5. Independent travel
Kruger comes up trumps here. Independent travelers don’t need a 4WD to get around (any salon car will do) and entrance gates camps are stocked with all the maps and interpretive literature required to guide oneself around the clearly signposted road system. What’s more, it’s a doddle to book accommodation and camping through their user-friendly website, and rst camps are served by well-stocked grocery shops and affordable resrtaurants. By contrast, a self-drive in Serengeti needs to be approached in the spirit of an expedition – a 4WD is essential, capers mus t be self-sufficient for food, and there is little in the way of decent interpretive material or signposts to get you around.
Score: Kruger 5 / Serengeti 1
The drive from Arusha to Serengeti, which offers views over the Ngorongoro Crater floor fron its forested rim, is truly spectacular, and the park itself – grassy plains studded with rugged granites kopjes – is imbued with a thrilling sense of space. You can’t really say the same for the tangled scrub that characterizes much of the Kruger, especially during the parks’s yellowing and hazy winter incarnation (which is when game viewing is best). Still, the Lebombo Mountains provide a memorable backdrop to eastern Kruger, and Olifants Rest Camp offers a gob smacking viewpoint over the eponymous river.
Score: Kruger 3 / Serengeti 5
7. Crowd control
Both parks are regularly accused of being more commercialized and trammeled than certain more remote safari destinations. This is a fair criticism (such is the price of popularity), but only to a point. The Serengeti can seem busier than it really is, largely because most tourist traffic is clustered within a 10km radius of Seronera, and it doesn’t help that the larger lodges tend to be monolithic in style and to operate in a way that excludes the surrounding bush after nightfall.
Uneven tourist distribution I also a feature of the Kruger, with the section south of the Sabi River (the closest part of the park to Johannesburg) being the most visited. And, it must be said that Kruger’s tarred trunk roads also routinely offend the purists. But it is possible to escape the crowd in both parks. In the Serengeti it generally means paying top dollar to stay in exclusive bush camps, which are set in more remote areas, whereas in the Kruger it can be achieved by sticking to dirt back roads and allocating a few days to the rest camps north of the Olifants River.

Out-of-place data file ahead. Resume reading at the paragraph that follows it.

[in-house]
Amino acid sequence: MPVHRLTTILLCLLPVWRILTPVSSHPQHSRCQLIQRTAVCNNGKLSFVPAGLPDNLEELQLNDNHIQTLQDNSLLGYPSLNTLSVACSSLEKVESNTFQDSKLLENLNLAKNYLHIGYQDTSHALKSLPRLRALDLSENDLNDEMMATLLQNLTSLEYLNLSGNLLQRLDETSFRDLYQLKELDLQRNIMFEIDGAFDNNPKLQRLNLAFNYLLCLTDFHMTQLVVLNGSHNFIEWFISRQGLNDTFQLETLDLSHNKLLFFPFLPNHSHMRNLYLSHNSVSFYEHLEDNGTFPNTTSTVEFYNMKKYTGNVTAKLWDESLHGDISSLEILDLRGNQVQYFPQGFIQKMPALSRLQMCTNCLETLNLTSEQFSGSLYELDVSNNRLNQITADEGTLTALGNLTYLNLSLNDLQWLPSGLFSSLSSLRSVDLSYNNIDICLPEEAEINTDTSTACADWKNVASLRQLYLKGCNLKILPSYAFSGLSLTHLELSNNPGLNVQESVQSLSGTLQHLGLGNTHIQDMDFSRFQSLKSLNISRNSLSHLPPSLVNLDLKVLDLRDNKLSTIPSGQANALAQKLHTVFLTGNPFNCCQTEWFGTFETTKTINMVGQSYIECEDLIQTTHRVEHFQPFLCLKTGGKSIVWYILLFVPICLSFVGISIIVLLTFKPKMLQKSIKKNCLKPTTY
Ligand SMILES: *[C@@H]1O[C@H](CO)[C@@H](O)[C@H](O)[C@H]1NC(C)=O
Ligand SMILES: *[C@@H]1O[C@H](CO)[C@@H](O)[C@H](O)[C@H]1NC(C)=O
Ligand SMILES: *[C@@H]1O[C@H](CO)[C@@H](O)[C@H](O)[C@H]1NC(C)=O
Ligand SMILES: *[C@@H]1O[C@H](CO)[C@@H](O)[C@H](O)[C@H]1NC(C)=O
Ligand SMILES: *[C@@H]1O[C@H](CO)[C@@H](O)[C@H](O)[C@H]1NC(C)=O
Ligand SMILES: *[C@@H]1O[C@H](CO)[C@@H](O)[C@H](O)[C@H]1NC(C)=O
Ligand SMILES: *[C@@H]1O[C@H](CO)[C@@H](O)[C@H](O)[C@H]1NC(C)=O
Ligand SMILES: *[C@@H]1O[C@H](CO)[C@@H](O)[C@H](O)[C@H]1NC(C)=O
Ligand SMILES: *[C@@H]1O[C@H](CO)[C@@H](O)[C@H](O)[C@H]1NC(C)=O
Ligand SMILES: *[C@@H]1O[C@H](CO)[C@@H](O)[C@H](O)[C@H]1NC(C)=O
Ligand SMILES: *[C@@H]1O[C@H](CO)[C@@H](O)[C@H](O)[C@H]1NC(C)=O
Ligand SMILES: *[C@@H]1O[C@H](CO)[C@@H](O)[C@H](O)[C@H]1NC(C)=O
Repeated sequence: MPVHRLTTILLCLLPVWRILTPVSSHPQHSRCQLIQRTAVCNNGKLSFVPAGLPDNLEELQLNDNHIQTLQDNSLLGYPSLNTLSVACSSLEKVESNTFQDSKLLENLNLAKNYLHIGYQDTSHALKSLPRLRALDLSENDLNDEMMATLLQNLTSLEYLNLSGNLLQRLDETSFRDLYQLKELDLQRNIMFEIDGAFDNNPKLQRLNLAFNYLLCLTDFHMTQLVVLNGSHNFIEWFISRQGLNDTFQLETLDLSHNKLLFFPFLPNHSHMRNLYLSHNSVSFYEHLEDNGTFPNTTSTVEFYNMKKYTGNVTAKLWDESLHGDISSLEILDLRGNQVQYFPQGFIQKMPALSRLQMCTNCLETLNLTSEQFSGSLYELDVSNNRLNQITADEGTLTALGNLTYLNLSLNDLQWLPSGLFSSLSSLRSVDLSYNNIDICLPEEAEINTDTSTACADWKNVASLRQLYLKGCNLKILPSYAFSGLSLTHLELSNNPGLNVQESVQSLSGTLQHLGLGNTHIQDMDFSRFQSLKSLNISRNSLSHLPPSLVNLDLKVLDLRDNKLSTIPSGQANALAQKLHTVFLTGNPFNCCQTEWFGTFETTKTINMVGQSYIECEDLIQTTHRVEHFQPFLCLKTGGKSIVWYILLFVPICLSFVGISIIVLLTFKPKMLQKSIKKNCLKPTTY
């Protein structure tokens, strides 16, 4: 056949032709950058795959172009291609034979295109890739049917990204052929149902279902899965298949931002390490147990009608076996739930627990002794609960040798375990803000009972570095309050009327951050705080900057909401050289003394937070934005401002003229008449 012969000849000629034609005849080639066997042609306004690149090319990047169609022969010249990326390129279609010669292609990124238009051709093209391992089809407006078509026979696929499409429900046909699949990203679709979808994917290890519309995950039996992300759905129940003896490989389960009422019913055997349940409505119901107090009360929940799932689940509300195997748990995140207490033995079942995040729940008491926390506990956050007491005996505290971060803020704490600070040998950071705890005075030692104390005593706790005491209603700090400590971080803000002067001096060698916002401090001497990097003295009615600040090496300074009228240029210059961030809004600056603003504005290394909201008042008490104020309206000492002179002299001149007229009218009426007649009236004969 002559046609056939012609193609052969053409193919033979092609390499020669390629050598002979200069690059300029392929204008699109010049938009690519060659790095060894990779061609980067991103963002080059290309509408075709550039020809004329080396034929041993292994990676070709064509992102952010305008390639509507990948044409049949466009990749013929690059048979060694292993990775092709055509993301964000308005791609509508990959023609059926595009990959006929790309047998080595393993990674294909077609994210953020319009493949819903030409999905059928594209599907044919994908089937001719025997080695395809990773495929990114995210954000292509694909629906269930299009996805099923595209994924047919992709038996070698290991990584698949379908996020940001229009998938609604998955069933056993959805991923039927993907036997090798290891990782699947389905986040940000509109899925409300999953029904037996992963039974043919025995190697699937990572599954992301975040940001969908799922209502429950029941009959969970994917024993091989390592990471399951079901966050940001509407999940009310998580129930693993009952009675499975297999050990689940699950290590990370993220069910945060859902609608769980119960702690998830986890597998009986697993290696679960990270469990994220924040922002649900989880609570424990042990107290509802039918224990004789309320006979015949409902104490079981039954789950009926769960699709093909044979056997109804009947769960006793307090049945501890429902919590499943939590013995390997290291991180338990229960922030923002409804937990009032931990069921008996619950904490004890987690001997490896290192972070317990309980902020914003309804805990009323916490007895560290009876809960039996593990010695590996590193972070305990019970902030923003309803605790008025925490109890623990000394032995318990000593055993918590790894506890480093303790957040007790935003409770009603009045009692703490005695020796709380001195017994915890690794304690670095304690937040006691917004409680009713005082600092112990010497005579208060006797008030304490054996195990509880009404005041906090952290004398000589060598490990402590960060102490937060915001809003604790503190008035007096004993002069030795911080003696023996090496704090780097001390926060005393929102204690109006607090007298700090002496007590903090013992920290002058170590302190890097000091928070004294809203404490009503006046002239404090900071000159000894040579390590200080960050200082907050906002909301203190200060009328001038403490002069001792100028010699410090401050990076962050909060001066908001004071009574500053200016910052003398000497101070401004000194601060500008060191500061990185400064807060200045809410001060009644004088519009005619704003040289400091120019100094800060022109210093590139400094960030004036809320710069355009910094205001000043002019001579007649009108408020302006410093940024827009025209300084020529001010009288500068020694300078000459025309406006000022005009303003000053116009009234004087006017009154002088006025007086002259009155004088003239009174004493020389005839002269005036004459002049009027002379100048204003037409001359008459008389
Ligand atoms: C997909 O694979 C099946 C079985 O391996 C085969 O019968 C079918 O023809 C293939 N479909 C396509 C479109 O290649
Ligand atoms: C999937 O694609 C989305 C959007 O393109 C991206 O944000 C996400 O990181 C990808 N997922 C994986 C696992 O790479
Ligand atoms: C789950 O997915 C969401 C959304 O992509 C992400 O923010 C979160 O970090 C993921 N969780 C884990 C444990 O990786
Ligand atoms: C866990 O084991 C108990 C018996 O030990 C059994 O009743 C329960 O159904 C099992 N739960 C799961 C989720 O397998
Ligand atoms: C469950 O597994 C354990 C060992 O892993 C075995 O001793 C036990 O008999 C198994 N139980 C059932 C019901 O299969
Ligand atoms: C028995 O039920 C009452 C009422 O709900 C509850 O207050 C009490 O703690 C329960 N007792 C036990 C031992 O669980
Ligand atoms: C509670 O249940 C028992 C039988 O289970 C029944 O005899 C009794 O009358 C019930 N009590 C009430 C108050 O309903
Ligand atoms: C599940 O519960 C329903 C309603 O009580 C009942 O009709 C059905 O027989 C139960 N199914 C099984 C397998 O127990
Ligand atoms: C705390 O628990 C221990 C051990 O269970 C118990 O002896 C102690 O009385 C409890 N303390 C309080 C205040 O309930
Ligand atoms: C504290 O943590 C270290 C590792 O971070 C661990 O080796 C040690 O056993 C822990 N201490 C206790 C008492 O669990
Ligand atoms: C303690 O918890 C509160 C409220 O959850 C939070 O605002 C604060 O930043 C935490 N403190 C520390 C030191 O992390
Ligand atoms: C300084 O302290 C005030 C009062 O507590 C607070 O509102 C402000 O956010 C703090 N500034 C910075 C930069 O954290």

Score: Kruger 3 / Serengeti 4
East Africa’s highlights tend to be less budget-friendly than the South African counterparks, and the Serengeti and Kruger are no exception. To same extent, this is associated with the independent travel factors discussed above. But daily park entrance fees also kick in: USD 50 per person for Serengeti, as compared to around USD 20 for Kruger (furthermore, a Wild Card allowing a year’s access to all South African national parks costs international visitors a bargain of USD 150). Likewise, rest camp accommodation in Kruger starts at around USD 50 for double hut, whereas lodges in the Serengeti are almost all over the USD 300 bracket. Budhet-conscious travelers, or those who simply prefer to travel independently than with a guide, could probably spend two great weeks exploring the Kruger at their own relaxed pace for the same cost as a rushed three-night Serengeti safari.
Score: Kruger 5 / Serengeti 1
For the few of you who might rank each of the eiht categories with equal weight, you could still be in a quandary, seeing that Kruger is ahead on total score by 33-30, but behind the Serengeti when it comes to category wins. For you and any others, it may simply come down to when you are travelling. If outside factors dictate when you’ll be on safari, and then be aware that Kruger comes into its own towards the end of the dry season (July to early October) when vegetation is low and wildlife is concentrated at watering points, while Serengeti is at its best over December to May, when the wildebeest are concentrated in the south.
If, however, you were to brush aside all logistical and cost considerations and just stick with the “wow” factor, then Serengeti would be my personal choice – I feel it offers better overall game viewing, and feels wilder and more exciting.